The general observation setup and the data reduction procedures are detailed in Reid et al. (2009). Except for G028.86+00.06, four adjacent frequency bands with 16 MHz width (8 MHz for G028.86+00.06) were observed in right and left circular polarization. The maser emission was centered in the third (second for G028.86+00.06) frequency band, at the LSR velocity of the target (see Table A.1). The data were correlated in two steps, one for the continuum data and one for the maser line data. For the maser line data, the frequency resolution was 8 kHz (BR198), 16 kHz (BR149), or 31.25 kHz (G028.86+00.06). This corresponds to a velocity resolution of 0.36 km s−1 and 0.72 km s−1, respectively, for the 6.7 GHz masers and 0.11 km s−1 for the 22 GHz masers (BR198; 0.42 km s−1 for the water maser G028.86+00.06), assuming rest frequencies of 6668.56 MHz for the CH3OH(51−60) and 22235.0 MHz for the H2O(616 − 523) maser transitions. The spectra of the masers are shown in Fig. B.1.

The calibration and analysis of the BeSSeL survey data was conducted using ParselTongue (Kettenis et al. 2006) scripts for the NRAO Astronomical Image Processing System (AIPS; Greisen 2003). The different calibration steps are described in Reid et al. (2009). After calibration, the background sources and the target masers were imaged with the AIPS task IMAGR. Then their relative positions were determined by fitting the brightness distribution of the feature with an elliptical Gaussian model, using the AIPS task JMFIT.

Different numbers of maser spots were selected for parallax fitting in each target maser (see Table C.1). The positional differences between the maser spots and each of the quasars were calculated and then modeled with a combination of a sinusoidal parallax signature and linear proper motion in each coordinate. Systematic uncertainties (typically from unmodeled atmospheric and ionospheric delays) are normally much larger than the formal position uncertainties from the Gaussian fitting (Menten et al. 2007), leading to high reduced χ2 in the parallax and proper motion modeling. To account for these uncertainties, we added additional error values in quadrature to the formal position uncertainties on both coordinates and adjusted them until the reduced χ2 for each coordinate was near unity (see Reid et al. 2009).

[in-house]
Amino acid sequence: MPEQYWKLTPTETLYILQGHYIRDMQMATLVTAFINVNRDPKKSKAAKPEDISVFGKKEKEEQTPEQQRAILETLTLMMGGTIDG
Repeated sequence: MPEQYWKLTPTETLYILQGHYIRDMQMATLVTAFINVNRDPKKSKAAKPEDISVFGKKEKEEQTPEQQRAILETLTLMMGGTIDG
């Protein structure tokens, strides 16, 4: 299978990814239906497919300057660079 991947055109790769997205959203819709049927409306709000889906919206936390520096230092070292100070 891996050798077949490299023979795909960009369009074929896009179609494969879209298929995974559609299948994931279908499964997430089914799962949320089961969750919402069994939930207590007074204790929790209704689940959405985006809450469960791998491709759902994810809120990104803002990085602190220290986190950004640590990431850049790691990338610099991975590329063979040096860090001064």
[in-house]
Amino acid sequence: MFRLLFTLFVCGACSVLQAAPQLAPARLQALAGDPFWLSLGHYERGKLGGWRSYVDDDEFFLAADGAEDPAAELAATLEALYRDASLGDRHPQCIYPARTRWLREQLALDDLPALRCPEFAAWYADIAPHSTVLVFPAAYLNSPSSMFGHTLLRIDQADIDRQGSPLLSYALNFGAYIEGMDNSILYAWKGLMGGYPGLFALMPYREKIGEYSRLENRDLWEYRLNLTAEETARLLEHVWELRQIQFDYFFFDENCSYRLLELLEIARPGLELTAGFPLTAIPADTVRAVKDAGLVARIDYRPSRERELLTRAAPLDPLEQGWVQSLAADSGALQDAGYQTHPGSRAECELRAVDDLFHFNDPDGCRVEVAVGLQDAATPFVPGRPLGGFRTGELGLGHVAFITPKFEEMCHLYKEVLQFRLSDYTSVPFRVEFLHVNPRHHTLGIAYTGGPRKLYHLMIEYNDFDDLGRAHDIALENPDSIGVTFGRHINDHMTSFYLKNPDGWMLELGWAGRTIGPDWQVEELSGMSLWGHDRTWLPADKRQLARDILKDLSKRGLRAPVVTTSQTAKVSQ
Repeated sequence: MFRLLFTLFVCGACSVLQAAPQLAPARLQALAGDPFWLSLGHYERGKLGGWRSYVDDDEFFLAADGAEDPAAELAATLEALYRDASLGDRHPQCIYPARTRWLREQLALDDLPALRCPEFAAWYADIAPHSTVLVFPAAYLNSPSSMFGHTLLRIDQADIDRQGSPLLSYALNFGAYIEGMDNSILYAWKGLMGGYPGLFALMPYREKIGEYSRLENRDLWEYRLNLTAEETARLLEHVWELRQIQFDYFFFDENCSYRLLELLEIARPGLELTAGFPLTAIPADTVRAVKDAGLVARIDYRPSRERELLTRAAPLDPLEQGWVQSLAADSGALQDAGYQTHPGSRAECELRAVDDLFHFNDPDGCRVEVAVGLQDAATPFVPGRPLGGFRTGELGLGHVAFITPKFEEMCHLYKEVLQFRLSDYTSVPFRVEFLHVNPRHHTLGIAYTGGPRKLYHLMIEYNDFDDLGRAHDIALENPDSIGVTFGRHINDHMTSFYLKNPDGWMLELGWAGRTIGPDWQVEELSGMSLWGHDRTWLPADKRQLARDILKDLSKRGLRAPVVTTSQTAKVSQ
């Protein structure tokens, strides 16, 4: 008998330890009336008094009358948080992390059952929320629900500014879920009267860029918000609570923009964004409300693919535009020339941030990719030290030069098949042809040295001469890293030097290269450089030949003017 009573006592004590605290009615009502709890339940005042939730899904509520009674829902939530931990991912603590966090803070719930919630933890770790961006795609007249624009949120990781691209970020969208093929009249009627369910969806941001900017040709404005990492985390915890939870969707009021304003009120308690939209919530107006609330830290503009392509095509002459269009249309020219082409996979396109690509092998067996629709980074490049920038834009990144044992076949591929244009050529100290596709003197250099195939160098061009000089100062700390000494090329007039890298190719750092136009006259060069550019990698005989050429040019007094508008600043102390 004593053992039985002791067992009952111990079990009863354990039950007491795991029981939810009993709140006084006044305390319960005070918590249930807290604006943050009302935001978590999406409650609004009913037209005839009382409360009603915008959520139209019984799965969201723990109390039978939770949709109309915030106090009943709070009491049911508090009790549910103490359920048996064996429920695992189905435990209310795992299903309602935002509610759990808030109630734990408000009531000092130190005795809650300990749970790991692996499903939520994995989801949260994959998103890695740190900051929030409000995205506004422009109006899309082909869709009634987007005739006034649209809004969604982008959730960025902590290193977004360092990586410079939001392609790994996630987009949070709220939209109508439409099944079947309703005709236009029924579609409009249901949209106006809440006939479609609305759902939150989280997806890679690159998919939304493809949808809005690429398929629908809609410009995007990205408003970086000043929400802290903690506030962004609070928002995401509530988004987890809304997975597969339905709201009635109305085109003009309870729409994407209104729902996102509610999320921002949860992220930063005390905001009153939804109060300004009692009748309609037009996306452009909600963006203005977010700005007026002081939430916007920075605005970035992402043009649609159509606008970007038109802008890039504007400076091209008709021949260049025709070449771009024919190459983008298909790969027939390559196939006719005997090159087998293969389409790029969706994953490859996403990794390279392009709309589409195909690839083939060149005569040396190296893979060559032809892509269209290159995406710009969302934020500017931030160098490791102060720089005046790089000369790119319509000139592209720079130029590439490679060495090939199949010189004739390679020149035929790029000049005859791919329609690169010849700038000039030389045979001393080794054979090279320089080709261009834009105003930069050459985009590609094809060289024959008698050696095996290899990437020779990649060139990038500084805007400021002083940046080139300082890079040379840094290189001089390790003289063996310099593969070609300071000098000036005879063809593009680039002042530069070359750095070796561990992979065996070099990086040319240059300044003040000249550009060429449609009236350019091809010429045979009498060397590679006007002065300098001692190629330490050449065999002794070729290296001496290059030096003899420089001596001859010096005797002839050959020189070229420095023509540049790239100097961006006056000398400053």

If several maser spots are combined in the final parallax fit, we increased the formal uncertainty on the parallax fit by a factor of , where NSpot is the number of combined maser spots. We make the conservative assumption that position variations of the maser spots are 100% correlated, which can be caused by small changes in the background sources or residual unmodeled atmospheric delays affecting equally all maser spots per epoch. Data from the different background quasars are assumed to be uncorrelated.

In the combined parallax fitting, we allowed for different proper motion values for different maser spots due to possible internal motions in the star-forming regions. However, if the position differences of a maser spot were measured to more than one background source, then the proper motion of this maser was constrained to be the same for all the background sources used in the parallax fitting of this spot since we assume that the background sources do not have any measurable proper motion.

For the 6.7 GHz masers, in sources where we had background sources on both sides of the target, we detected gradients of the parallax values on the sky for the parallaxes determined from different background sources (Reid et al. 2017). This is not an issue for the 22 GHz masers, which indicates unmodeled ionospheric delays as the root of this problem since ionospheric dispersive delays scale with ν−2, and thus residual dispersive delays are much larger at 6.7 GHz. By simultaneously fitting for parallax parameters as well as these ionospheric effects, we improved the modeling of the position offset data (maser spot minus quasar position), yielding a more reliable parallax estimate. More details are given in Reid et al. (2017) and Zhang et al. (2019).

3. Results

3.1. Parallax fits

The parallax and proper motion results are listed in Table 1. The parallax fits are shown in Figs. 1 and C.1. The internal motion of eight maser sources are plotted in Fig. D.1.

Table 1.

Parallax and proper motion results.

thumbnail Fig. 1.

Parallax and proper motion data and fits for a 6.7 GHz methanol and a 22 GHz water maser. The black symbols show the average of all quasar positions for 6.7 GHz masers. In each panel, the data of different maser spots are offset for clarity. First panel: measured position of the maser on the sky. The positions expected from the fit are shown as open circles. Second panel: east (upper part, solid lines) and north (lower part, dashed lines) position offsets vs. time. Third panel: as second panel, but with proper motion removed, showing only the parallax effect for the maser underlined in the legend. (a) 6.7 GHz methanol maser − G023.25−00.24; (b) 22 GHz water maser − G028.86+00.06.